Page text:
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I'm going to create a restful api in Json to provide data to my customers.

I really prefer json over xml. All my coding is done in json.

I wonder, is it sufficient to just provide json api and tell the customers through the homepage that json rocks over xml and we only use json, or are there a lot of customers that just prefer xml and don't want to switch?

What are your thoughts and experiences?

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closed as primarily opinion-based by LittleBobbyTables, Al E., bummi, woliveirajr, G Gordon Worley III Aug 28 '13 at 16:48

Many good questions generate some degree of opinion based on expert experience, but answers to this question will tend to be almost entirely based on opinions, rather than facts, references, or specific expertise.If this question can be reworded to fit the rules in the help center, please edit the question.

3 Answers 3

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I agree with Troy; and in my opinion it is service provider that defines interfaces. Offering multiple somewhat equivalent alternatives (as in, both xml and json can be used for exposing data) does not necessarily help clients; sometimes it is just more confusing. And there is usually more maintenance and more testing for service provider, and may possibly have different issues with variants. So I prefer exposing a single well-designed interface unless there are clear reasons for offering alternatives.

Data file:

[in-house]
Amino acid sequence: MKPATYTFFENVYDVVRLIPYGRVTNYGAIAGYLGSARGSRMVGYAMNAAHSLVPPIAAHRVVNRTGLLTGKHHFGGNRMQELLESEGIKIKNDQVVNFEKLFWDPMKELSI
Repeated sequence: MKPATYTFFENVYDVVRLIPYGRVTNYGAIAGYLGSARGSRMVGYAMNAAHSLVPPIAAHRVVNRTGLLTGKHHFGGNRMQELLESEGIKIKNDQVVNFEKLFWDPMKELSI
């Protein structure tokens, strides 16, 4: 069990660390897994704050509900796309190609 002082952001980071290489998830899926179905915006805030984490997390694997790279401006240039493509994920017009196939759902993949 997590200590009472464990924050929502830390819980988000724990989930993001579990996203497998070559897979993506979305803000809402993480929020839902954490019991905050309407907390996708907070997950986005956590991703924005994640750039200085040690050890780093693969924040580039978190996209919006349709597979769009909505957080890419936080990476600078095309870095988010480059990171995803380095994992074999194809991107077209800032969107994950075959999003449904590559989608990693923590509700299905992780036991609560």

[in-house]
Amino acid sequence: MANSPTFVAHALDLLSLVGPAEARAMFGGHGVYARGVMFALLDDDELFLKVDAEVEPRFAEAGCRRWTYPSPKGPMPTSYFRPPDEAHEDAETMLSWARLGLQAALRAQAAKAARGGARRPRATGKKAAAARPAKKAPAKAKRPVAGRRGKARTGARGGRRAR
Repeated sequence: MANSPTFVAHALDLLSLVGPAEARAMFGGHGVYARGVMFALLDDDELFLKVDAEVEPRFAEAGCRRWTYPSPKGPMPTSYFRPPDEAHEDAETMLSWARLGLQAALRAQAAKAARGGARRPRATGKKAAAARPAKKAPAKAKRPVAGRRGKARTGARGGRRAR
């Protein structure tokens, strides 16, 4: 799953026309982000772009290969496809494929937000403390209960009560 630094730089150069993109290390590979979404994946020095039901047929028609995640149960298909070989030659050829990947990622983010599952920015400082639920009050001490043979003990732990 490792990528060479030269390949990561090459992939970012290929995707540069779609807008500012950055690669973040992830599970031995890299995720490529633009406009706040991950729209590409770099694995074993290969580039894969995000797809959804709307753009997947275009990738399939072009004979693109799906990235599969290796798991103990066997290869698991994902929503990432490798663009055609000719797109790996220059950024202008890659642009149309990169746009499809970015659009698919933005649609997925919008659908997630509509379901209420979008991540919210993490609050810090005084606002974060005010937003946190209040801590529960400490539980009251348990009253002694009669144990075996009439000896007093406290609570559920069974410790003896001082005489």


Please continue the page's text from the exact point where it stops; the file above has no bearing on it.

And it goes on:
As a client it is enough for me to have one well-working way (one supported by tool sets I use or can use) and beyond that it's more of nice-to-have: I too prefer JSON, but if I get XML it is what it is and works well enough.

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Yeah .. i think that is important to know what to use and focus on than providing everything, even solutions that are obsolete. Only this way technology will move forward. I think I won't provide XML Restful API if it's not absolutely necessary. –  never_had_a_name Oct 13 '10 at 10:28
True. On plus side, some frameworks make it easy to expose similar interfaces, like JAX-RS for xml and json. In those cases it is at least easier to open up more based on customer preferences. –  StaxMan Oct 13 '10 at 18:23

It depends on your customers. Build the JSON interface, debug it and launch it. If your customers ask for XML, build an XML interface.

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I've built several APIs that are shared for web and mobile applications. As Troy mentioned, I normally build them for the specification. However, I find later that I end up supporting additional formats. I allow the client to request the format using the HTTP Content-Accept header.

Really this is more about implementation. If you have a framework or develop your API methods well, expanding the response format, say from XML to JSON, should be trivial.

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